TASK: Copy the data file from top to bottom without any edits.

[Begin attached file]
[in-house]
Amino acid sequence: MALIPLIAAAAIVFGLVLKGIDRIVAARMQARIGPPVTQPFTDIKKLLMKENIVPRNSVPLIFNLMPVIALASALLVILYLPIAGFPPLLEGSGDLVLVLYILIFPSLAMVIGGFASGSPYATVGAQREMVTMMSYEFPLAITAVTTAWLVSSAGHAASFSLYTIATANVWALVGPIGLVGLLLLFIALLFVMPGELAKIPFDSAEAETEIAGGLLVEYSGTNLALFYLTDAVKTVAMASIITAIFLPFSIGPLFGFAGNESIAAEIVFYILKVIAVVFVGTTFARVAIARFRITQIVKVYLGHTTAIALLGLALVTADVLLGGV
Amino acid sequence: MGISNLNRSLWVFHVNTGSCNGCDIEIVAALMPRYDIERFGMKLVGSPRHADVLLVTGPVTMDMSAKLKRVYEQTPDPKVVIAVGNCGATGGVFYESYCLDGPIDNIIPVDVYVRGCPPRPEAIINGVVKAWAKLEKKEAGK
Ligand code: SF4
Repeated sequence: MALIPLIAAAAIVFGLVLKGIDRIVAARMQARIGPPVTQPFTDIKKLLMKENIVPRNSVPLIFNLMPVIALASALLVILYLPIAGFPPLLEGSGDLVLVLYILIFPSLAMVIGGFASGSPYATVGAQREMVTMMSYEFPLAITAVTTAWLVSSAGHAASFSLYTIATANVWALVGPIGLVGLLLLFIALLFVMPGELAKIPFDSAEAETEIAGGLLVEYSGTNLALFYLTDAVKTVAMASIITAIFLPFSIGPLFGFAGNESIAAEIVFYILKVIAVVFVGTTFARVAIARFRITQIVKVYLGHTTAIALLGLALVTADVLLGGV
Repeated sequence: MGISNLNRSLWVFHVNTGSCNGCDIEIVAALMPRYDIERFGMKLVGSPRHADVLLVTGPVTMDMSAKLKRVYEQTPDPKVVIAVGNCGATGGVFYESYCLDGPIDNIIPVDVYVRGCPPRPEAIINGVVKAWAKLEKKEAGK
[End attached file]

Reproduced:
[in-house]
Amino acid sequence: MALIPLIAAAAIVFGLVLKGIDRIVAARMQARIGPPVTQPFTDIKKLLMKENIVPRNSVPLIFNLMPVIALASALLVILYLPIAGFPPLLEGSGDLVLVLYILIFPSLAMVIGGFASGSPYATVGAQREMVTMMSYEFPLAITAVTTAWLVSSAGHAASFSLYTIATANVWALVGPIGLVGLLLLFIALLFVMPGELAKIPFDSAEAETEIAGGLLVEYSGTNLALFYLTDAVKTVAMASIITAIFLPFSIGPLFGFAGNESIAAEIVFYILKVIAVVFVGTTFARVAIARFRITQIVKVYLGHTTAIALLGLALVTADVLLGGV
Amino acid sequence: MGISNLNRSLWVFHVNTGSCNGCDIEIVAALMPRYDIERFGMKLVGSPRHADVLLVTGPVTMDMSAKLKRVYEQTPDPKVVIAVGNCGATGGVFYESYCLDGPIDNIIPVDVYVRGCPPRPEAIINGVVKAWAKLEKKEAGK
Ligand code: SF4
Repeated sequence: MALIPLIAAAAIVFGLVLKGIDRIVAARMQARIGPPVTQPFTDIKKLLMKENIVPRNSVPLIFNLMPVIALASALLVILYLPIAGFPPLLEGSGDLVLVLYILIFPSLAMVIGGFASGSPYATVGAQREMVTMMSYEFPLAITAVTTAWLVSSAGHAASFSLYTIATANVWALVGPIGLVGLLLLFIALLFVMPGELAKIPFDSAEAETEIAGGLLVEYSGTNLALFYLTDAVKTVAMASIITAIFLPFSIGPLFGFAGNESIAAEIVFYILKVIAVVFVGTTFARVAIARFRITQIVKVYLGHTTAIALLGLALVTADVLLGGV
Repeated sequence: MGISNLNRSLWVFHVNTGSCNGCDIEIVAALMPRYDIERFGMKLVGSPRHADVLLVTGPVTMDMSAKLKRVYEQTPDPKVVIAVGNCGATGGVFYESYCLDGPIDNIIPVDVYVRGCPPRPEAIINGVVKAWAKLEKKEAGK